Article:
HSUS’s campaign against King in Iowa is a prime example of how the group masks their radicalism behind a “puppies and kittens” agenda. Trying to promote a hardcore anti-hunting, radical vegetarian agenda in a Midwestern state like Iowa would normally be a hard sell, so the group doesn’t mention it in their ads against Rep. King. Instead, they roll out the sad-eyed puppies.
The reality is that regulatory agenda that HSUS pushes would have a profound impact on the agricultural industry that is so vital to the district that Republican King and Democrat Vilsack are fighting to represent. One of the recent centerpieces of the HSUS strategy that King opposed was a law passed in California that imposed restrictive new guidelines for chicken raising in the state of California. How does this affect farmers in Iowa? The group added to the law that California could not import eggs from states that did not have that same standard; about 30% of California’s eggs come from Iowa.
King took legislative action on this on both Constitutional and practical ground. He introduced the Protect Interstate Commerce Act (PICA), which passed the Ag Committee to be included in the Farm Bill. In a characteristically clear and outspoken statement,Congressman King said:
By 2014 California will require only “free range” eggs be sold and the impact of their large market would compel producers in every other state to invest billions to meet the California standard of “means of production.” PICA will ensure that radical organizations like the Humane Society of the United States (HSUS) and PETA are prohibited from establishing a patchwork of restrictive state laws aimed at slowly suffocating production agriculture out of existence.
Destroying the agriculture business is a long-term strategic goal of HSUS and the reason they are spending half a million dollars against King. The group’s methods will be familiar to anyone who has seen the film “Occupy Unmasked;” HSUS favors a diversity of tactics approach that combines putting a “professional” face on the political end but embracing radicalism behind the scenes.
Mike Markarian, who was quoted in The New Republic piece earlier, is President of the Humane Society Legislative Fund. In 1997, before he had that position, Markarian wrote a piece for the animal-rights publication The Abolitionist that spells out how this diversity of tactics scheme works.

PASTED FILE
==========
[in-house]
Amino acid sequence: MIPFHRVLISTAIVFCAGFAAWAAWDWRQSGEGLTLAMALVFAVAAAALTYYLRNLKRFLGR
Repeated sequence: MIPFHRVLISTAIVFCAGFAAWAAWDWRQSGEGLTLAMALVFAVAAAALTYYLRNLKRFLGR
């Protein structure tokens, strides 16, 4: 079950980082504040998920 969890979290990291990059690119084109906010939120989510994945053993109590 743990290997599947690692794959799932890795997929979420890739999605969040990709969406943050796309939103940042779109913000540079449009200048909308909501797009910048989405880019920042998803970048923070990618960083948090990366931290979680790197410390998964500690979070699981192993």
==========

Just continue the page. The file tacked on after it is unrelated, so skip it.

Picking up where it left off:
While the “citizen” activist says “YES” to that which is right, the “rebel” activist says “NO” to that which is wrong. Direct action, civil disobedience, hunt sabotages, and Animal Liberation Front activities all fall under this category. Activists purposely breaking laws that are unjust, such as hunter harassment laws, or committing acts of civil disobedience to help animals, are effective rebels because they tie the movement’s issues together with First Amendment, freedom of speech, and civil liberties issues.
Later in the essay, Markarian makes it very clear that he believes legislative advocates like HSUS and terrorists like ALF all have a valid place.
There are some people who are very good at civil disobedience and jail support. There are some people who love to go into schools and talk to children about animal rights. There are some credible scientists and doctors in our movement who can promote alternatives to dissection, hunting, and meat eating. There are some people who love to meet with their elected officials. Everyone in the movement has a niche, and they should all be embraced, not alienated.
It’s hard to imagine that this sort of radical, militant vegan agenda would play well with the common-sense working people of Iowa. The reason that HSUS and their leftist allies wants Rep. Steve King “put to sleep” is that they know King is on to their game and will aggressively defend both the Constitution and the farmers of Iowa.
// It doesn’t matter that HSUS tries to tweak their story on King. HSUS has spent far too much time and money trying to force USA Agriculture to fit the HSUS mold. The Agriculture and food industry lobby should have FAR more $$$ than HSUS will ever have, and HSUS has ruined plenty of business for most citizens, increased costs, increased unnecessary regulations such as CA law which finds giving away or selling an animal to be “animal abuse” but NOT if a non profit does it? Any group that would make an insane law like that, should not be allowed to create laws, yet people are lazy and just let HSUS do it, figuring they are not involved.
It is when people do not stand up for what is wrong that ARs can steamroll the laws, and in fact they do so. When even the Huffington Post publishes ads against HSUS, we are beginning to see the light of day. HP is notoriously AR, yet even they recognize the HSUS problem. HSUS is not and has never been about saving any animals. HSUS seeks to save animals only from people, owners, and having businesses based on animals, especially if it involves food. HSUS absolutely has followed and does follow the 12 Steps of Animal Rights.